Vanderbilt Settles With Daughters Of The Confederacy, Pays $1.2M To Rename Memorial Hall

Aug 15, 2016

Vanderbilt University has settled a long-running lawsuit so it can rename Confederate Memorial Hall. The school will pay $1.2 million to the United Daughters of the Confederacy, which is considered present day value of the original $50,000 donation more than 80 years ago.

Vanderbilt tried to rename Memorial Hall in 2002, but the Daughters of the Confederacy sued, arguing breach of contract. The Tennessee Court of Appeals ruled that Vanderbilt could only drop the name if it paid back the money. The school opted to save the $900,000 "rather than enrich an organization whose values it does not share," states a press release from 2015.

But Chancellor Nick Zeppos says the time has come to move on.

"As our university and nation evolve, we are hardly ever perfect, and the solutions are hardly ever perfect," he told WPLN.

“The residence hall bearing the inscription Confederate Memorial Hall has been a symbol of exclusion, and a divisive contradiction of our hopes and dreams of being a truly great and inclusive university,” he said in a statement. “It spoke to a past of racial segregation, slavery, and the terrible conflict over the unrealized high ideals of our nation and our university, and looms over a present that continues to struggle to end the tragic effects of racial segregation and strife."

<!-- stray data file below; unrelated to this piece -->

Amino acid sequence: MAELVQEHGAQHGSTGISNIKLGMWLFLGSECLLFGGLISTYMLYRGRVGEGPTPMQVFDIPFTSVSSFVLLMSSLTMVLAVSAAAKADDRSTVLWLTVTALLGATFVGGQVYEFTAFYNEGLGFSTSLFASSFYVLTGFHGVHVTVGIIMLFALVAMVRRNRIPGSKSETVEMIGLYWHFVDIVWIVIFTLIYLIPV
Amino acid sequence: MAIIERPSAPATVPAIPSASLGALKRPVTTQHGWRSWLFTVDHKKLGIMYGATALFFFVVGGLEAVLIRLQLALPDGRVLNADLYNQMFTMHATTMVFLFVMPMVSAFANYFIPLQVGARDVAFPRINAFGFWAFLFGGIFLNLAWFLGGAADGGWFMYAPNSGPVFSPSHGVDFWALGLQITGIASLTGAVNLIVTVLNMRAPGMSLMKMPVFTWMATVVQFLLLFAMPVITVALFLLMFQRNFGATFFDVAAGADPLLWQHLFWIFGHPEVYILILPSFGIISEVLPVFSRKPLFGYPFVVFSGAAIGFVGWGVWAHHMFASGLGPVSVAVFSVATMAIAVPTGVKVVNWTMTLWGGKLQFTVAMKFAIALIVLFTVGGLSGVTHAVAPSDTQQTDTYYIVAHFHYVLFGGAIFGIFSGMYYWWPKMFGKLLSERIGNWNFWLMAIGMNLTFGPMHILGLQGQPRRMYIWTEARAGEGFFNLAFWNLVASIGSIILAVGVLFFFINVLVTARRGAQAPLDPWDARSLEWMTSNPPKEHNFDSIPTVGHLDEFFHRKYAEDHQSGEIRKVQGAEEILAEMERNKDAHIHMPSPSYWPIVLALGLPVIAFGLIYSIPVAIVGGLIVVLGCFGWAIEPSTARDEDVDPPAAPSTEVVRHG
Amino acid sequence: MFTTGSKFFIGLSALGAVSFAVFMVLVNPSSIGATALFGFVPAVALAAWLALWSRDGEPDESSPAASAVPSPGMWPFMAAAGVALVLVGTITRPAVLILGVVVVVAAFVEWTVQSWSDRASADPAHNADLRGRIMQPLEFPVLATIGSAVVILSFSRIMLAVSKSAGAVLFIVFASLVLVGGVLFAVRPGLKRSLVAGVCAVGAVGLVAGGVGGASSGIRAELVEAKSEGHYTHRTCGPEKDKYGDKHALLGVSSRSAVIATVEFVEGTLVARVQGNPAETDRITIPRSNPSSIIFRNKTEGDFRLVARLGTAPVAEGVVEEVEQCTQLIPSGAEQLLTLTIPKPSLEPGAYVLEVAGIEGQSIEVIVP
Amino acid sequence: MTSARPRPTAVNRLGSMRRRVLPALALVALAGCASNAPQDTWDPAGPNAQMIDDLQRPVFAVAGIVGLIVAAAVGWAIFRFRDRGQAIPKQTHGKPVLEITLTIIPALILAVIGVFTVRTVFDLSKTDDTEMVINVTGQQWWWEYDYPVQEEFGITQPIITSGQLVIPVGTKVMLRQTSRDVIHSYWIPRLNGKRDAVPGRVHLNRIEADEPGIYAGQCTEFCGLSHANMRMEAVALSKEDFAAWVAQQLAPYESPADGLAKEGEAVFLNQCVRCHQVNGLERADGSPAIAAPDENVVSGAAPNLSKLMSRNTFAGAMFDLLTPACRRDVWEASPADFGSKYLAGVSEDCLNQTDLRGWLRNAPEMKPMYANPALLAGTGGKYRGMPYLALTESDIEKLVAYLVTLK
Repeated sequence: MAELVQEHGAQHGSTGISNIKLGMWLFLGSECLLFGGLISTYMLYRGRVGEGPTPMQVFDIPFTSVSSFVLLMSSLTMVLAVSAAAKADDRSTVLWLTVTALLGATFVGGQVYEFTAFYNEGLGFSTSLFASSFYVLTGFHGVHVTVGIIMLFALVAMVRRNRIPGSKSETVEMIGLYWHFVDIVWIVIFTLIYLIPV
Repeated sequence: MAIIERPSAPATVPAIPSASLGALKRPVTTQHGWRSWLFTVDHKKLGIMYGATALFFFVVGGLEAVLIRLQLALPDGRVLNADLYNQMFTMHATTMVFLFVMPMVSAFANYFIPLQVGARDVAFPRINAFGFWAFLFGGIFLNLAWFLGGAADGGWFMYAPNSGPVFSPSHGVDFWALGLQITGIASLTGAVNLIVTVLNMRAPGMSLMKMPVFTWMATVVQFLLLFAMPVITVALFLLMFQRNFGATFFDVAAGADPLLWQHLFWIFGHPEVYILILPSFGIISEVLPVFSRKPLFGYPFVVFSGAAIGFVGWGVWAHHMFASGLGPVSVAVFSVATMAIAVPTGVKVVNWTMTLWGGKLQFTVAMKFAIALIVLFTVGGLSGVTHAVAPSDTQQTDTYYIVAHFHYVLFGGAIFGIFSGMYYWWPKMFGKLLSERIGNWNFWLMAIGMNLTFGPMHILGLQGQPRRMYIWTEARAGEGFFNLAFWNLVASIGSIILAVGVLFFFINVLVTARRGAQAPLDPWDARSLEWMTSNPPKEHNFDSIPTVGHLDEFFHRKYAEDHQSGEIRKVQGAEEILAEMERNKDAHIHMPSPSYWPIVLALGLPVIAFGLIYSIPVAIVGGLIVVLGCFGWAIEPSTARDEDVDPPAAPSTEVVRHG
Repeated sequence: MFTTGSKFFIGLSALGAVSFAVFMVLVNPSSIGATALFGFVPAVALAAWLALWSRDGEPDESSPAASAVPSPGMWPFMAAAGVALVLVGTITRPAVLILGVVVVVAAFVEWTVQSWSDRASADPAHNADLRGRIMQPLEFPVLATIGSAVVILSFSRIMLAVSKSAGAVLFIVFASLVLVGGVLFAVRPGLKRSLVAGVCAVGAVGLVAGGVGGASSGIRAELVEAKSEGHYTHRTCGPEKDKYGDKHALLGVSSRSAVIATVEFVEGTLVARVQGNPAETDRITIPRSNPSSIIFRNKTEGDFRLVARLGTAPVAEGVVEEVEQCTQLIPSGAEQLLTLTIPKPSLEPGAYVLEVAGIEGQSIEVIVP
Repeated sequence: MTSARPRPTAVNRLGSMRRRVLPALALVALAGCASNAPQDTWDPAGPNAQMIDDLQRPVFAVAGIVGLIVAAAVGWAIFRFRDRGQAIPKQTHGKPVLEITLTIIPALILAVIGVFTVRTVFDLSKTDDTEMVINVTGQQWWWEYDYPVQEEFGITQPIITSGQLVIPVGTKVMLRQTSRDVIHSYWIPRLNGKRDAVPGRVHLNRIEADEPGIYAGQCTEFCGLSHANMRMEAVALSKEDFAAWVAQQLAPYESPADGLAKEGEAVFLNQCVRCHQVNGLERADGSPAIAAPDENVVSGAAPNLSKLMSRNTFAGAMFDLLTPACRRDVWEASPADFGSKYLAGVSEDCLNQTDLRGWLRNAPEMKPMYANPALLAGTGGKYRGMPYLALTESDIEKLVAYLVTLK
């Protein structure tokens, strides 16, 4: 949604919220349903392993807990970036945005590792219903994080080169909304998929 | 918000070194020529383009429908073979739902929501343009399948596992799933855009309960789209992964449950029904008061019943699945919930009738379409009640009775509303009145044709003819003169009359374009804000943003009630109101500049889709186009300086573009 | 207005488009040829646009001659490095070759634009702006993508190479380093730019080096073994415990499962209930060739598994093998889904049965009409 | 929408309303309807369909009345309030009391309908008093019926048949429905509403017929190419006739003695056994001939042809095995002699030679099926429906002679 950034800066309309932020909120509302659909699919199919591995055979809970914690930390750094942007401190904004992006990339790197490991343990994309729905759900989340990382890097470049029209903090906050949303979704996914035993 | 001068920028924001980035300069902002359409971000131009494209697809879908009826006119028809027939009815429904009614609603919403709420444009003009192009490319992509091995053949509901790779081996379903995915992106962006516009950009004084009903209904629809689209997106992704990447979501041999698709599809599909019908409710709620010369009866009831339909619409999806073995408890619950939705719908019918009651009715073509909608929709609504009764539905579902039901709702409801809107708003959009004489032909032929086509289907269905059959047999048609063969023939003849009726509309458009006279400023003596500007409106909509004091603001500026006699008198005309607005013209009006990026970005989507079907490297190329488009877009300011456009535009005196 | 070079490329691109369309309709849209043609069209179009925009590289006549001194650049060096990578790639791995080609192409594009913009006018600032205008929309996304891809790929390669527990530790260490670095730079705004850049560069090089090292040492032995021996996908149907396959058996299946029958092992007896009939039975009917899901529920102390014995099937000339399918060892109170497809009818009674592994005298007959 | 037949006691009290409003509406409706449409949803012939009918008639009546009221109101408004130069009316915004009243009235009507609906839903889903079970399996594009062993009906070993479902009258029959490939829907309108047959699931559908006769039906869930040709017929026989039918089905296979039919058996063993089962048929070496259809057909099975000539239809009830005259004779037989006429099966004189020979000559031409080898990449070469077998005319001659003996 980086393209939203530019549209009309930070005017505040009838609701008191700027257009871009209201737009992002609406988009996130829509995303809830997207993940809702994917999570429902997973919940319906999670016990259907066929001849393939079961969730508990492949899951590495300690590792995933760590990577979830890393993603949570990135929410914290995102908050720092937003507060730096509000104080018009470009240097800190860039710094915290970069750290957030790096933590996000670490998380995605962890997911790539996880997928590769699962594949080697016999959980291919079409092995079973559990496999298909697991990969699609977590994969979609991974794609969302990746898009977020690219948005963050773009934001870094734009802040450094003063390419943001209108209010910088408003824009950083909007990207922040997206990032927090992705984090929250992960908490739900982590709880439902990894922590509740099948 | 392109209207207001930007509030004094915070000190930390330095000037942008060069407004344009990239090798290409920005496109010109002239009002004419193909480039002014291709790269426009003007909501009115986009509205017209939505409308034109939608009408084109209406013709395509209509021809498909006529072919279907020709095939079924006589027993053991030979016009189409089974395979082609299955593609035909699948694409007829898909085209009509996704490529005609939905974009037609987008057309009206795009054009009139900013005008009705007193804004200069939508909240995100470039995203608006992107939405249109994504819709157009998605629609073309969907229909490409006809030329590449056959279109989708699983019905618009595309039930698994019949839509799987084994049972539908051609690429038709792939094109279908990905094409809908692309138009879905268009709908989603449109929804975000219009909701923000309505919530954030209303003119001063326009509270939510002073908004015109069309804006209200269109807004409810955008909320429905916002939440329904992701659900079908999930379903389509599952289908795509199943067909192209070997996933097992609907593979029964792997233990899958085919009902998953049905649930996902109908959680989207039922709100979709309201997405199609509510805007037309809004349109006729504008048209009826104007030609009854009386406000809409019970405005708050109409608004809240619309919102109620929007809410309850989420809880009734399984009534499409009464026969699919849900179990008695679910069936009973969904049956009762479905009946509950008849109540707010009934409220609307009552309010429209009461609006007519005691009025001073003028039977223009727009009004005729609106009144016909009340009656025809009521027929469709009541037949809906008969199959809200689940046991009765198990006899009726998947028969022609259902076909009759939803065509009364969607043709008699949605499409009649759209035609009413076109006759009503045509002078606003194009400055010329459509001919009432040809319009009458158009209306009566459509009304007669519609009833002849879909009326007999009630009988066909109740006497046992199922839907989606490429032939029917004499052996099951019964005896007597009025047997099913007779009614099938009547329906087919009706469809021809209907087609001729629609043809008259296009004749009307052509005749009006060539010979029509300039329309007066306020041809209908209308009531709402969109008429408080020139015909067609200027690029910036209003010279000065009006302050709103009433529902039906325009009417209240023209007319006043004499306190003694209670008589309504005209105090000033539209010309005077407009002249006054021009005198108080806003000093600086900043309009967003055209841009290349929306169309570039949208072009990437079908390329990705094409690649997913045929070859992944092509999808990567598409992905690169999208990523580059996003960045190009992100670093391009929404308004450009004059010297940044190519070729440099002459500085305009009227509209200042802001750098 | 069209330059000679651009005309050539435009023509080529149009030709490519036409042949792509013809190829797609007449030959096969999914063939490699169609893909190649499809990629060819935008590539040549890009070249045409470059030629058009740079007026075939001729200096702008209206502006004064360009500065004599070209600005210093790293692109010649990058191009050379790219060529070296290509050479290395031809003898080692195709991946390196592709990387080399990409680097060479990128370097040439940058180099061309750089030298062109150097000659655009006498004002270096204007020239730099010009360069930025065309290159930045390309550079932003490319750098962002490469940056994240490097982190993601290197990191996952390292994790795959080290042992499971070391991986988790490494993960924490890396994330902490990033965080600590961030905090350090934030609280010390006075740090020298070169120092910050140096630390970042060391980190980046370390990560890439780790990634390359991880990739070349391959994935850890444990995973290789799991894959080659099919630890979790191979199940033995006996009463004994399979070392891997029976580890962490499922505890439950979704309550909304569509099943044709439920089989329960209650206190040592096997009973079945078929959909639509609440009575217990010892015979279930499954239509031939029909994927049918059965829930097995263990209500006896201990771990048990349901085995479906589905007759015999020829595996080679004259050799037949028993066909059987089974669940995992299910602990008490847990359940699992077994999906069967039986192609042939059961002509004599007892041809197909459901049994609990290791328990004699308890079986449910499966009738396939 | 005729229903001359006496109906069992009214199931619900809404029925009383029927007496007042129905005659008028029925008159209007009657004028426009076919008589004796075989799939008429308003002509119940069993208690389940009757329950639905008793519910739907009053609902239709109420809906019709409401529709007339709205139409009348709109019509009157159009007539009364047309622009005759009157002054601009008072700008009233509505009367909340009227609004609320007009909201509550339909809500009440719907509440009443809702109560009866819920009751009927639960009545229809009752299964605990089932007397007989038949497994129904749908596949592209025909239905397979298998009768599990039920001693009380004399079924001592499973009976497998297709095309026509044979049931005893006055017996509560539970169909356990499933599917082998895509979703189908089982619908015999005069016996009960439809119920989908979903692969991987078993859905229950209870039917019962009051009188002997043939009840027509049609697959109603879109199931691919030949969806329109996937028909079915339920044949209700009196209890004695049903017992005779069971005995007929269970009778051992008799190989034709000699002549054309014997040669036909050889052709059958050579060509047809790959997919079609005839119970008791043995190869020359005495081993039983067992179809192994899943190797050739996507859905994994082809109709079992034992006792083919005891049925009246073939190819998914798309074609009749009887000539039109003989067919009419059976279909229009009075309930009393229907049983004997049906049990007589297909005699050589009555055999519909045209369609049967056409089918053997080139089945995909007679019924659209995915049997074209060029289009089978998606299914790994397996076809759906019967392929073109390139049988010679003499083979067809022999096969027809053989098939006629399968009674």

Zeppos says Vanderbilt is not trying to whitewash its past or avoid difficult questions. He sees the renaming as being true to the original vision of Cornelius Vanderbilt, who wanted to contribute to healing following the Civil War.

An anonymous donor has put up the money and specifically designated it for the renaming. In campus publications, the dormitory has simply been referred to as "Memorial Hall" for more than a decade.

A number of southern universities have been working to remove Confederate references on their campuses. Middle Tennessee State University is currently in the process of renaming Forrest Hall, which was meant to honor Confederate General Nathan Bedford Forrest.

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